Life in board­ing school was de­plorable

As a child, I loved ex­plor­ing

Arab Times - - WHAT'S ON -

This is the ninth in a se­ries of ar­ti­cles on the life story of Lidia Qat­tan, a writer, colum­nist and an artist.

– Ed­i­tor

was also gone.

When the po­lice came to in­ves­ti­gate, no trace was found of the an­i­mals, but soon af­ter when fa­ther dis­cov­ered that the bar­rel of petrol he kept filled to run the ma­chin­ery, was empty, he sus­pected the herds­man, be­cause only him­self and no one else ex­cept the herds­man knew where the bar­rel was kept.


In the af­ter­math of the great war petrol was a pre­cious com­mod­ity heav­ily ra­tioned.

Af­ter this in­ci­dent, even though fa­ther could not trust the man, he could not dis­miss him, be­cause he had been liv­ing in the farm with his fam­ily long be­fore fa­ther bought it. Hence as soon as he had a good of­fer, he sold the farm and bought an­other across the river Po in the prov­ince of Fer­rara, by then we chil­dren were sent to a board­ing school to con­tinue our ed­u­ca­tion.

In­deed, since our ar­rival to Bor­biago I was miss­ing school, the only one in the vil­lage was run by nuns of the lo­cal Par­ish in which I soon dis­cov­ered no one was teach­ing; we chil­dren were sim­ply left to play and that quickly bored me, so I stopped at­tend­ing.

Luigi on the other hand was hav­ing a great time work­ing with ma­chin­ery un­der the su­per­vi­sion of An­gelo, the full time me­chanic fa­ther hired to ser­vice the machines in the farm.

An­gelo was a quiet, lov­able man Luigi be­came very fond of be­cause he was al­low­ing to work with him.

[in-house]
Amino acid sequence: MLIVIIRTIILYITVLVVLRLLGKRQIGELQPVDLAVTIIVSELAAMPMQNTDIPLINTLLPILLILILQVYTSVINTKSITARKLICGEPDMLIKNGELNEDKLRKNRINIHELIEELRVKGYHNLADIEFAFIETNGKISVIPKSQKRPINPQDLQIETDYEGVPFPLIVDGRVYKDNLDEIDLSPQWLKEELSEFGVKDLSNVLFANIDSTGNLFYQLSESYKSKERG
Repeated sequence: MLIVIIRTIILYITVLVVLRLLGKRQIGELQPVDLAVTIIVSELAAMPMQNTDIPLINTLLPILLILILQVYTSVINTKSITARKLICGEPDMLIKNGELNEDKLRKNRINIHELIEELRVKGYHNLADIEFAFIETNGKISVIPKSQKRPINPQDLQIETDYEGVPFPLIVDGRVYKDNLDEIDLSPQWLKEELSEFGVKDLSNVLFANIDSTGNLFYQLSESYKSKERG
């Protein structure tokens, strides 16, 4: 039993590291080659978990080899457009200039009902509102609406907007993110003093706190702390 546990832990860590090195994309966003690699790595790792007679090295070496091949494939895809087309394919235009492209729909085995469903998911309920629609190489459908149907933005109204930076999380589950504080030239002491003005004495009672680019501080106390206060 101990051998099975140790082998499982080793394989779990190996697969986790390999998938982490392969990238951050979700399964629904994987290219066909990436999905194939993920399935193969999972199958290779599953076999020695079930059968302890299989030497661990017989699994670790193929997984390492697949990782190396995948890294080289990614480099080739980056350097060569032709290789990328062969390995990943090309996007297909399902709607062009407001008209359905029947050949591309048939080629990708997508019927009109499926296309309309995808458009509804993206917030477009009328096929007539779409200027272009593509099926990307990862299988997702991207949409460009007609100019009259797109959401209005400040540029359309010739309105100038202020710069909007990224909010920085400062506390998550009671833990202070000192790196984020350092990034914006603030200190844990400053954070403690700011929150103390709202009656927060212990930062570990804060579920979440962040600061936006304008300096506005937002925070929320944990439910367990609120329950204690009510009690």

From early child­hood Luigi was pas­sion­ate about machines, work­ing with An­gelo kept him busy for hours, but in the af­ter­math of the war fa­ther wanted Luigi to con­tinue his ed­u­ca­tion, so he en­rolled him in a tech­ni­cal col­lege where he learned to make spare parts for agri­cul­tural ma­chin­ery.

But Luigi was miss­ing work­ing with An­gelo, so he dropped out of col­lege to be with him.

In the af­ter­math of the World War II the ed­u­ca­tion sys­tem in the coun­try was in chaos, the only al­ter­na­tive fa­ther thought of send­ing us to a board­ing school. For me and Maria he chose Santa Maria del Carmine in Venice, for Luigi he chose a board­ing school in Mestre, a town not far from Bor­biago.

From the mo­ment I stepped in­side the board­ing school I wanted to get out. Ac­cus­tomed to the great out­doors all my life, I was feel­ing suf­fo­cat­ing, I felt trapped like a lit­tle mouse in a tight place.

Mak­ing things worse the food which was de­plorable, I of­ten found dead lit­tle worms in the pasta. This dis­gusted me and though I was fam­ished at meal time I lost my ap­petite.

The only thing I could trust was bread, but it was too lit­tle to sat­isfy my hunger.

Con­stant hunger made me edgy. There was a cen­tral court­yard in the school where we girls were play­ing the same mo­not­o­nous games day-in day-out, this bored me to death .

Fam­ished and mis­er­able all the time I be­came re­bel­lious.

Two months later when fa­ther and mother came to see us, I was so skinny that my fa­ther got wor­ried. When he asked me about the food, I told him frankly what I thought of it un­mind­ful of the nuns in the room watch­ing us.